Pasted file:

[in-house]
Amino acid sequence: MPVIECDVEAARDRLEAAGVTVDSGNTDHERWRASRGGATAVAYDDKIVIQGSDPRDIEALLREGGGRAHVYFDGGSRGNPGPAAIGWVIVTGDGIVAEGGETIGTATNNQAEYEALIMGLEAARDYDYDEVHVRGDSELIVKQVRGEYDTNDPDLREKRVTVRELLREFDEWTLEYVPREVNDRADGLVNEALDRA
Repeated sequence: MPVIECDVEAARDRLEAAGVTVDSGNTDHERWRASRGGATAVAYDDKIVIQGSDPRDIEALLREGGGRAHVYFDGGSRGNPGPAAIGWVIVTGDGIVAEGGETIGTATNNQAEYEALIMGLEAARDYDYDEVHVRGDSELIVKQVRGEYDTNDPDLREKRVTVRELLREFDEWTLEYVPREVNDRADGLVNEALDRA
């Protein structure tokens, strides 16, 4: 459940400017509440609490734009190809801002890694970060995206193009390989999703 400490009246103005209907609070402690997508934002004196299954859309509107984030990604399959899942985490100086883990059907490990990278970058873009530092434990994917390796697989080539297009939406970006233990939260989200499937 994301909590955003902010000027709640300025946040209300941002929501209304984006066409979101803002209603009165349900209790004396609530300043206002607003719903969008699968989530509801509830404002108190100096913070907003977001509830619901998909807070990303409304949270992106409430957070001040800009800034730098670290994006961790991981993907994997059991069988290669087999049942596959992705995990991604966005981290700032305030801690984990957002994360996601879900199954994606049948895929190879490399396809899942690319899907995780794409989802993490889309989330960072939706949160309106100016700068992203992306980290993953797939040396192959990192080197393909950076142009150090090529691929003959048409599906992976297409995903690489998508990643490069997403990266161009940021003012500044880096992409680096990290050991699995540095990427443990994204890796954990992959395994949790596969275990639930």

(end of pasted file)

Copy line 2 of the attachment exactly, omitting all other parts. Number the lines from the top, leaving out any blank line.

Amino acid sequence: MPVIECDVEAARDRLEAAGVTVDSGNTDHERWRASRGGATAVAYDDKIVIQGSDPRDIEALLREGGGRAHVYFDGGSRGNPGPAAIGWVIVTGDGIVAEGGETIGTATNNQAEYEALIMGLEAARDYDYDEVHVRGDSELIVKQVRGEYDTNDPDLREKRVTVRELLREFDEWTLEYVPREVNDRADGLVNEALDRA